How Kings do Business: Royal Betrayal in A Knight’s Tale
Before we begin, I want to state up front that this is a work of fiction. It isn’t the actual story – but I think you’ll agree with me, it would be awesome if it were. It isn’t even the story I think they intended, it’s just what I saw peering between the cracks. I’ve seen A Knight’s Tale literally hundreds of times, and it’s nice to see something new in it.
In the movie, we meet a few memorable noble figures. One is Adhemar, Count of Anjou. Another is Jocelyn, Princess of Navarre. Another is Edward, Black Prince f Wales and Crown Prince of England. Before I go on, lets unmask this rogue’s gallery.
Edward is easy. He’s a major historical figure in his own right. But he provides a bit of context and substantiation of one of the dates in the film. That date is 1370, the year of his return to England. He returned to England because of the Treaty of Bretigney, which temporarily ended the Hundred Years’ War between England and France. It ended with a major French defeat, and marked the height of England’s power within France.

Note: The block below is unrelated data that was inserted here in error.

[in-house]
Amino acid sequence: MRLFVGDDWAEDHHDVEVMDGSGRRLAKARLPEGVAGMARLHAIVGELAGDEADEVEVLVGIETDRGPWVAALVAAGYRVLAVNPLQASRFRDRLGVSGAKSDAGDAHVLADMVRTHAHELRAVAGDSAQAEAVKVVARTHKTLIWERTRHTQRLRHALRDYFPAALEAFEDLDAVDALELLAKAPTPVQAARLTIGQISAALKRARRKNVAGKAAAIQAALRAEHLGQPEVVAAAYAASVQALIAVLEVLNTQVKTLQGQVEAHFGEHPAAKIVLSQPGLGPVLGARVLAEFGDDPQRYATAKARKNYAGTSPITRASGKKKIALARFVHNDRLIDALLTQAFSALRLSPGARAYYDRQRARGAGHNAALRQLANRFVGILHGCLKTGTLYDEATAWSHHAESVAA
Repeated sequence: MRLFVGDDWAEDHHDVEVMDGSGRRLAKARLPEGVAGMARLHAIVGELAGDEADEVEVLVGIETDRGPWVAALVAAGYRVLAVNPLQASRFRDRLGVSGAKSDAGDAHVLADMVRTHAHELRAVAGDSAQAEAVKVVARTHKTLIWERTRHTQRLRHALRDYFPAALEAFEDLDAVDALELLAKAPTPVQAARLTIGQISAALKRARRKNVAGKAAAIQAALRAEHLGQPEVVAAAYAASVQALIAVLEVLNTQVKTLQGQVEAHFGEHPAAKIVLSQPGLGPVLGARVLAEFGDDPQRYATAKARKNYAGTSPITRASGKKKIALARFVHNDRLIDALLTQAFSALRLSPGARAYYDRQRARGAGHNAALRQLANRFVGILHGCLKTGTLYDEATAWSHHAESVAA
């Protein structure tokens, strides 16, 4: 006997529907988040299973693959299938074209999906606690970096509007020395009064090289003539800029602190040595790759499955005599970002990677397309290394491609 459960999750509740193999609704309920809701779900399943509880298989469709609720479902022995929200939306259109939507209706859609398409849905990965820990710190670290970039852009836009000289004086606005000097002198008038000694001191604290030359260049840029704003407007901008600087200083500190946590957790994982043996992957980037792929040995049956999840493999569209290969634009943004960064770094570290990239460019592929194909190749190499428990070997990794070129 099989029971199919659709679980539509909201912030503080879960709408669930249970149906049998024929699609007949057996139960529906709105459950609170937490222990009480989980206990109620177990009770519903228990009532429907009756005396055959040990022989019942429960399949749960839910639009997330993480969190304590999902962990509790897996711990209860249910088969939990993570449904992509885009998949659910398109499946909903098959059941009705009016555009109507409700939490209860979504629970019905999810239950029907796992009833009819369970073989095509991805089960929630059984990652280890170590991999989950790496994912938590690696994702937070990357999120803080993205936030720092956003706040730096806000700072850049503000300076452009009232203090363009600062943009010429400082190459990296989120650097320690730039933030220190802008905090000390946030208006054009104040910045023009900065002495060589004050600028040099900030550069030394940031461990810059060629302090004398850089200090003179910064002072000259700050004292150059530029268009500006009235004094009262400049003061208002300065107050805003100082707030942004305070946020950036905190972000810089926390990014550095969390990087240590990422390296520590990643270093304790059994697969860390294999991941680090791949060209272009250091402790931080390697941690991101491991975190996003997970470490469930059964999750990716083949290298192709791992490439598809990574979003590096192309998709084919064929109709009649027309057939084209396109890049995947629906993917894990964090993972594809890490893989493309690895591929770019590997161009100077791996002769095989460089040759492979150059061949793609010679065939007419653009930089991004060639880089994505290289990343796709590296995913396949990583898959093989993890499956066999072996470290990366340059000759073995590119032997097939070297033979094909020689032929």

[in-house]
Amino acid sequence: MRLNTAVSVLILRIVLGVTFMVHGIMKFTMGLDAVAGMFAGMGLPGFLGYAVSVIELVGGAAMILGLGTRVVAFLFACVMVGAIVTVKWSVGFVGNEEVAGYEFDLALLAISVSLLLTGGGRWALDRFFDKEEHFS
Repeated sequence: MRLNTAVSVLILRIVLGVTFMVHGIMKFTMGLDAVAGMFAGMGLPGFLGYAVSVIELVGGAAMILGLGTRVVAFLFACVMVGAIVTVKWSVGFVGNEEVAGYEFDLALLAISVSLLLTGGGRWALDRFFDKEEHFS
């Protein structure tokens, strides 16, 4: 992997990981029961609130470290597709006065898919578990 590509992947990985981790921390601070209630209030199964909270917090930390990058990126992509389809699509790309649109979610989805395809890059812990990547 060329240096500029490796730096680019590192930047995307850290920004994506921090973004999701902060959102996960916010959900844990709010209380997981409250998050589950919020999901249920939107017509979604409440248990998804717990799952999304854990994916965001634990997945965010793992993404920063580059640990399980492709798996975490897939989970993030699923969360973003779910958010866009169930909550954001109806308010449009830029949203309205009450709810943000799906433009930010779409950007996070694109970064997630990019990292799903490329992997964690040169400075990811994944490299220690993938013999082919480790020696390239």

As part of the treaty, certain French nobles agreed to enter ‘custodial care’ in England as collateral for France paying its debt to the victor. Among them was Louis I, Duke of Anjou. He is the closest and most reasonable historical facsimile to Adhemar, and there are a few good reasons to think that. First, in his lifetime he was known also as the Count of Anjou before being promoted by the King of France. Second, he is Duke at the time of the movie. Third, he has close dealings with Edward, the Black Prince, being his hostage. Now, hostage takes a little explaining here. Being a noble hostage in these times did not equate to being kept in a closet. It was expected that if your captor was honorable – and Edward was honorable – then you would be treated according to your station, which frequently meant the ability to move about and frequent travel with or in your captor’s entourage. We see exactly this in the movie.